(Repeat for wider distribution) (For a TAKE A LOOK on Honduras, please click on [nN28343997])
* Honduran ouster blow for Chavez influence
* Rattling sabers, Chavez rallies allies
* Global crisis still turns smaller nations to Chavez
By Patrick Markey
BOGOTA, June 29 (Reuters) - Venezuelan President Hugo Chavez lost an ally with the ouster on Sunday of the Honduran president, but the steadfast U.S. antagonist is rattling sabers and rallying his leftist political bloc during a regional test for the White House.
Honduran troops overthrew President Manuel Zelaya, a member of Chavez's ALBA trade bloc, after he sought to amend the constitution to extend his time in office -- just as Chavez and leftist allies in Ecuador and Bolivia did before him.
Chavez, a foe of U.S. trade and foreign policy in Latin America, has used Venezuela's oil wealth to become a flag-bearer for leftist sentiment in the region, especially during the administration of President George W. Bush.
Within hours of Zelaya's ouster, Chavez planned an emergency summit in Nicaragua of ALBA allies and warned that he would respond militarily if Honduran forces kidnap or harm his diplomats in the Central American country.
Chavez, who himself had been briefly ousted in a 2002 coup he blamed on Bush, also said he wanted a probe into any role the CIA may have played in Zelaya's toppling.
ALBA "will present this as proof of a conspiracy against their movement," said Eduardo Gamarra, a Florida-based professor of Latin American studies. "The U.S. cannot afford to be accused of being involved in this in any way."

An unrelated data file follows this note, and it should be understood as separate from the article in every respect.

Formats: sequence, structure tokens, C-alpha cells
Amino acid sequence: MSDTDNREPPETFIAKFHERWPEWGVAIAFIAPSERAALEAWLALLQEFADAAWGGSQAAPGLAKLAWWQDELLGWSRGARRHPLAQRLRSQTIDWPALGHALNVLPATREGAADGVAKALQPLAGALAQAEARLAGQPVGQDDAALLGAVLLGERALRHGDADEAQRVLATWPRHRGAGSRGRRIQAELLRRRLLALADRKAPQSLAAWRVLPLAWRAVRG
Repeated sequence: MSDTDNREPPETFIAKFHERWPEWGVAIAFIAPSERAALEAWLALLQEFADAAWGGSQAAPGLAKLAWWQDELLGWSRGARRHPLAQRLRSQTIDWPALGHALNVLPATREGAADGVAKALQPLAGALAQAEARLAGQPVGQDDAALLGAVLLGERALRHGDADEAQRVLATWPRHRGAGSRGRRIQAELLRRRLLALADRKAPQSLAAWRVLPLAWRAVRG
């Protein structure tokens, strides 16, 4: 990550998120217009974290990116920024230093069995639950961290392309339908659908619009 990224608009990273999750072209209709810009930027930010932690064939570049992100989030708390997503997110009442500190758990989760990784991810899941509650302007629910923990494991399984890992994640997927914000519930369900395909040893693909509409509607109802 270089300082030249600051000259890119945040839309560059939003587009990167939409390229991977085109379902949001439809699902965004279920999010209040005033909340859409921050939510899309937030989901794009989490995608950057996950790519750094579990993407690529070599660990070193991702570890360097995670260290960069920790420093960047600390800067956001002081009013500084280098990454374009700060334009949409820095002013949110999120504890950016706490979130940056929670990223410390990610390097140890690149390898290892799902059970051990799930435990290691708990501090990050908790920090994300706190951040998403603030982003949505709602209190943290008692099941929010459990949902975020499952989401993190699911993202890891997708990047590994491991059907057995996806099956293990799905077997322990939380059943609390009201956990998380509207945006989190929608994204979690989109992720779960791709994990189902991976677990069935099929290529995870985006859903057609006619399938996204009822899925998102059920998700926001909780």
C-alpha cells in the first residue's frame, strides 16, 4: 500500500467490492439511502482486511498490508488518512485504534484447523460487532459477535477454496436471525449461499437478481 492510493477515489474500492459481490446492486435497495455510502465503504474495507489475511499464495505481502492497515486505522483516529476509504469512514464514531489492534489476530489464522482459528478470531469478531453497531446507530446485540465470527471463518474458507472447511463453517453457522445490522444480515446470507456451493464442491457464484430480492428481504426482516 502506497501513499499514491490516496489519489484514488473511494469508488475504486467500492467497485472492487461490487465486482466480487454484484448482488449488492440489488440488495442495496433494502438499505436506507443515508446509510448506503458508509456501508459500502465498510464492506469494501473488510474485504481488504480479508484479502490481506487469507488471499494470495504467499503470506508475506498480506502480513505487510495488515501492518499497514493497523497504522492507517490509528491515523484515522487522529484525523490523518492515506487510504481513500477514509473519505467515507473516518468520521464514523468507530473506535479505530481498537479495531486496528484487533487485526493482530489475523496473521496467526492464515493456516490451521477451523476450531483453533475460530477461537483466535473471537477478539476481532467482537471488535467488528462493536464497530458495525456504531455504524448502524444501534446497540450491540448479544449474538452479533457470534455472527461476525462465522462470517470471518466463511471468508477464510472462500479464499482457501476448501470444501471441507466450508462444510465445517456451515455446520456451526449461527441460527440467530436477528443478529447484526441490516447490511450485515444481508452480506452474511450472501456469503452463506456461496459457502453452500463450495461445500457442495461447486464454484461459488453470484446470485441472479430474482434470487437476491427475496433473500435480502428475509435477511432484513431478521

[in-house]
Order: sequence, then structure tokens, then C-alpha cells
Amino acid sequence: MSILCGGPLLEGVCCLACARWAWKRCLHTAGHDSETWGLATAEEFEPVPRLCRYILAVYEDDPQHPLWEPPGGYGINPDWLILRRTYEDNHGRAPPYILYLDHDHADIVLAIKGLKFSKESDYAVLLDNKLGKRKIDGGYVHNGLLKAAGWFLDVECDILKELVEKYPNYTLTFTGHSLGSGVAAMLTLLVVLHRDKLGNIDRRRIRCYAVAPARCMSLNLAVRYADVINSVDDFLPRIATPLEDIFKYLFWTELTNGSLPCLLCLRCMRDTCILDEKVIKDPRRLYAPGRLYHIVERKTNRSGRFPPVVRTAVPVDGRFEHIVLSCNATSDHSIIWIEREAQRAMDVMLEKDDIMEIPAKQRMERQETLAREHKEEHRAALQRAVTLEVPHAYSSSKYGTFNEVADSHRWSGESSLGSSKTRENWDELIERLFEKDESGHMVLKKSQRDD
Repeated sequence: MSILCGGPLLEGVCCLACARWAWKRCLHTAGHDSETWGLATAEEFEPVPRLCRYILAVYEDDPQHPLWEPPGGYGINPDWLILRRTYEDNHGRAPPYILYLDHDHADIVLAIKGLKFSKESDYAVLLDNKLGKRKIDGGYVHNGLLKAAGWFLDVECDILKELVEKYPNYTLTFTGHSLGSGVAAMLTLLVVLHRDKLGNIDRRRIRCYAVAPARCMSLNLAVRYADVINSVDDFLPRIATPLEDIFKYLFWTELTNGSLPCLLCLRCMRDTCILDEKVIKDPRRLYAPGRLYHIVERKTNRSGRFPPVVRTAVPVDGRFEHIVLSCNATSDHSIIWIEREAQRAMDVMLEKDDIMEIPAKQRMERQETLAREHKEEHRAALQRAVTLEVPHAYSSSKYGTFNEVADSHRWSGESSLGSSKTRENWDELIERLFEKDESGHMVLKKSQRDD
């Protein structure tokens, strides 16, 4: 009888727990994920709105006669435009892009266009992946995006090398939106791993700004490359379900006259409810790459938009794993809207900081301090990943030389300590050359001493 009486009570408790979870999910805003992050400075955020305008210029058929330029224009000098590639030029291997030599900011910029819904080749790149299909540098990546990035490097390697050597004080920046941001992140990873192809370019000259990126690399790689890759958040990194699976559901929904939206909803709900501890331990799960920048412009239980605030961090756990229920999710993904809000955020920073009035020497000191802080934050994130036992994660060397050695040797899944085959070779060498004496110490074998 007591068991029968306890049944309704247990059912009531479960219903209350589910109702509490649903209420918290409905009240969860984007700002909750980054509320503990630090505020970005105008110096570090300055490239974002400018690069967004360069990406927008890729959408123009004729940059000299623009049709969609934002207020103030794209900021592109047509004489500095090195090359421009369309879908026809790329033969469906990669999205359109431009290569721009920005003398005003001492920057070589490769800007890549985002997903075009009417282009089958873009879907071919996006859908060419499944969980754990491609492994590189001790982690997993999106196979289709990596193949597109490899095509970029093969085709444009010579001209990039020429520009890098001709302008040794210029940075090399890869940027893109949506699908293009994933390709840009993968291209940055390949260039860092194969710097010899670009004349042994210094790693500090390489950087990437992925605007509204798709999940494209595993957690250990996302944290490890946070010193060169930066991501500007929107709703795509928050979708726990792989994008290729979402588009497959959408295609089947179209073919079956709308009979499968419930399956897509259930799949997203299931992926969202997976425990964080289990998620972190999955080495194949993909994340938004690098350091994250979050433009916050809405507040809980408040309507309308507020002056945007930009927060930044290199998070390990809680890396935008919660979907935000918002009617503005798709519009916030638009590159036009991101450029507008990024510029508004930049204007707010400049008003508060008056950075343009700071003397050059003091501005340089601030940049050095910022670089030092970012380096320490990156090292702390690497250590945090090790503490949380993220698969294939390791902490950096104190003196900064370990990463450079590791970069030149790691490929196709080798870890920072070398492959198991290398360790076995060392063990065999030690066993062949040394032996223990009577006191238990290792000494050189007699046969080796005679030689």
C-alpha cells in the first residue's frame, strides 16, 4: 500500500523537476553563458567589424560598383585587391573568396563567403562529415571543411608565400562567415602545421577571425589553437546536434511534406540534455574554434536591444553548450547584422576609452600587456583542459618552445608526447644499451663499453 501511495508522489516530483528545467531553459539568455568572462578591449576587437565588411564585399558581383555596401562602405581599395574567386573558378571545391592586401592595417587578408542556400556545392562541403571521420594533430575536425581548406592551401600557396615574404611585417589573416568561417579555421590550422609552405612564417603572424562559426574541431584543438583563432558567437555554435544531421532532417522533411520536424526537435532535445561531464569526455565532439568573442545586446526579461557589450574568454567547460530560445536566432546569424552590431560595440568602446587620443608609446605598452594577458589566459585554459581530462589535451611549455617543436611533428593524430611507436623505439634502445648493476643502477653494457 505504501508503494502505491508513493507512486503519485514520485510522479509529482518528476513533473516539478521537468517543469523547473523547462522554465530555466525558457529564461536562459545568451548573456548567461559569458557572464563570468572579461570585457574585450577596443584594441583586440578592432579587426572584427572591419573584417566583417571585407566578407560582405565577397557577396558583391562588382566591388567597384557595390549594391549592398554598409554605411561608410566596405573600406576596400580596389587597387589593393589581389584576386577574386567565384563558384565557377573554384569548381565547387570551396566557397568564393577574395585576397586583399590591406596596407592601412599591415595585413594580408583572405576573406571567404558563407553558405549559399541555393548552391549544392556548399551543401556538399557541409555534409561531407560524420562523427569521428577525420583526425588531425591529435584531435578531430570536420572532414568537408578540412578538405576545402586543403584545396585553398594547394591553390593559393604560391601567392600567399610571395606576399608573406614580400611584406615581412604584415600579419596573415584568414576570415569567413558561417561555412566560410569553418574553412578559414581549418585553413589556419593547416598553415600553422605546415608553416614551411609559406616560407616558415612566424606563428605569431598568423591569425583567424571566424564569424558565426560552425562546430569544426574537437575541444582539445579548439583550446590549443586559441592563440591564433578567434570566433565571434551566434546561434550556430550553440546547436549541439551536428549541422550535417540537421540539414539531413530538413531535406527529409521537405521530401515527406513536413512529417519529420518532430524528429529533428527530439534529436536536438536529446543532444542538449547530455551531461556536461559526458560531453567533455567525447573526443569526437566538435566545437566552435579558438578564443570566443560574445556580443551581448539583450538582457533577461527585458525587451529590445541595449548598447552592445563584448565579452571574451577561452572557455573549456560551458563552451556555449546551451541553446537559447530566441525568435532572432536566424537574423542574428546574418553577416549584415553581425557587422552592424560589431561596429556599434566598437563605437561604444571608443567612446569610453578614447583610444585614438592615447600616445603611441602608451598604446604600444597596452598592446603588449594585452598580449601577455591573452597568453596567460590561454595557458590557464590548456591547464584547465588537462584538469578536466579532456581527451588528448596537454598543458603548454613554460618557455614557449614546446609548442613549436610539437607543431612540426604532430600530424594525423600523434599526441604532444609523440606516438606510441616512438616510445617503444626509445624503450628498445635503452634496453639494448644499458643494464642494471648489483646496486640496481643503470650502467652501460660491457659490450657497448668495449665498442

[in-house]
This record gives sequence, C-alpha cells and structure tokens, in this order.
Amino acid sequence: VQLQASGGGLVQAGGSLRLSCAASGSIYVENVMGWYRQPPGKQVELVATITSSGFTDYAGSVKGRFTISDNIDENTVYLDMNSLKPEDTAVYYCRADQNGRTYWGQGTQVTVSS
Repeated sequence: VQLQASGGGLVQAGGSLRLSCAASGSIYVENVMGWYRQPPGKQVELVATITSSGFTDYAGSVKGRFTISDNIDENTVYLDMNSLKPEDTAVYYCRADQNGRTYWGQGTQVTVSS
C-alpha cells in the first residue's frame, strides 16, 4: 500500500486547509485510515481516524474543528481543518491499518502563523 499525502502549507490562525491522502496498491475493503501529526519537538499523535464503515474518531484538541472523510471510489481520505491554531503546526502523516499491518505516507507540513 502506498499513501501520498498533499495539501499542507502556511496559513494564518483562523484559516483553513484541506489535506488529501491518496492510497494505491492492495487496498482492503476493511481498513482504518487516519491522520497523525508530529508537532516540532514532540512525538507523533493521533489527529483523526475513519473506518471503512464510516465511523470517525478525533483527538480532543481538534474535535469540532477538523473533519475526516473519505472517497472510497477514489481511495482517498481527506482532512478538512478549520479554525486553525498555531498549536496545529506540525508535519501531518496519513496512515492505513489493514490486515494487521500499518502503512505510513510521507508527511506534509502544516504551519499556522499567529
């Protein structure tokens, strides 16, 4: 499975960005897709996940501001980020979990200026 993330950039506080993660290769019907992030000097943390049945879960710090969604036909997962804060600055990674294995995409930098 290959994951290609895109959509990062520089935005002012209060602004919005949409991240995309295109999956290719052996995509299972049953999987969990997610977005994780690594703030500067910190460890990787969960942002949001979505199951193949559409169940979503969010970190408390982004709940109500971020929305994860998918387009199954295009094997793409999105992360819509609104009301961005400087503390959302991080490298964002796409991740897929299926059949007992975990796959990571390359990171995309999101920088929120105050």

President Barack Obama expressed concern over Zelaya's ouster, while U.S. officials dismissed claims the country supported the coup.
But ALBA, whose members include Cuba and Nicaragua, has few tools as a group to pressure for action involving Honduras beyond diplomatic measures and tough statements.
For years, Washington portrayed Chavez as a threat to the region. But Obama offered him a new start, and Chavez has generally toned down his attacks on the "U.S. empire" since.
OIL DIPLOMACY IN TIMES OF CRISIS
Chavez, a loyal partner of communist-ruled Cuba, has also tried to woo allies in international forums like the United Nations and the Organization of American States or OAS.
But his anti-Washington rhetoric cost his foreign policy initiatives in the past. He lost out on a U.N. Security Council seat after blasting Bush as a devil.
Despite Chavez's entreaties, some in the region are looking for friendlier U.S. ties and ways to ward off the global economic crisis.
Rather than model himself on Chavez or Nicaragua's Daniel Ortega, the new El Salvadoran leader Mauricio Funes said he was more inclined to follow the moderate leftist path of Brazil, the region's heavyweight.
U.S. Secretary of State Hillary Clinton attended Funes' inauguration -- even though his party is that of former Marxist guerrillas who once battled U.S.-backed governments.
Chavez and Ortega skipped the inauguration.
Still, with world crude prices creeping up to $70 a barrel, and with experts predicting even higher prices for oil when global growth resumes, Chavez remains a key player in Latin America, especially in the backyard of U.S. geopolitical sway of the Caribbean and Central America.
Fellow OPEC country Ecuador has added its energy heft to Chavez's ALBA accord, while Guatemala this month became the 18th member of Chavez's PetroCaribe alliance, which offers oil shipments on credit or in exchange for goods.
The PetroCaribe energy pact has earned Chavez high praise in the Caribbean for allowing cash-strapped nations to free up financing and survive high oil prices.